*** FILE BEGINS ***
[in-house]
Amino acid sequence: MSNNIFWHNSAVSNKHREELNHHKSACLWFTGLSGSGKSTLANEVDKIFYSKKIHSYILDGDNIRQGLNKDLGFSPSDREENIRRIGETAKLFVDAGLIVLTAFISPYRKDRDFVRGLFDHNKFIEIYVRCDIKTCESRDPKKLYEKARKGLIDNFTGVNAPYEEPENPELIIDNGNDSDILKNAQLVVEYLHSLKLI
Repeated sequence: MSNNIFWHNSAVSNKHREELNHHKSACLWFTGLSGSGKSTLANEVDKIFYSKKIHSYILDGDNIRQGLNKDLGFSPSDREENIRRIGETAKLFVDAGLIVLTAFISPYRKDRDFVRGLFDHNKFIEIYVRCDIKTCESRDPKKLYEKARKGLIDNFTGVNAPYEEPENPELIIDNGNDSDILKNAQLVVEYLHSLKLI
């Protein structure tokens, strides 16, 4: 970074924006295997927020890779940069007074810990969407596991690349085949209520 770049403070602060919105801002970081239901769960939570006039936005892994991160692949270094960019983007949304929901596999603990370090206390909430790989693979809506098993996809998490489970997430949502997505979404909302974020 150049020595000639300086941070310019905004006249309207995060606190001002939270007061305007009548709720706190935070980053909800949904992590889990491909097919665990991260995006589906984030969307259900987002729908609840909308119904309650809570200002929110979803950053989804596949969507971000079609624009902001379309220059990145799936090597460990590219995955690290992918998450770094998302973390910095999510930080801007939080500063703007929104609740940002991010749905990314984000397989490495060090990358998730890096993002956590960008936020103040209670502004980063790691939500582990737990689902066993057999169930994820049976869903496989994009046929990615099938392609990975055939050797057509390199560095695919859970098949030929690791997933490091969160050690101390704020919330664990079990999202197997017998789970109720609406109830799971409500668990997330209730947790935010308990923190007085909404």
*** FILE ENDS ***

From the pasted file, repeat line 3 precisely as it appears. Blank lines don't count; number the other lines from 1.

Repeated sequence: MSNNIFWHNSAVSNKHREELNHHKSACLWFTGLSGSGKSTLANEVDKIFYSKKIHSYILDGDNIRQGLNKDLGFSPSDREENIRRIGETAKLFVDAGLIVLTAFISPYRKDRDFVRGLFDHNKFIEIYVRCDIKTCESRDPKKLYEKARKGLIDNFTGVNAPYEEPENPELIIDNGNDSDILKNAQLVVEYLHSLKLI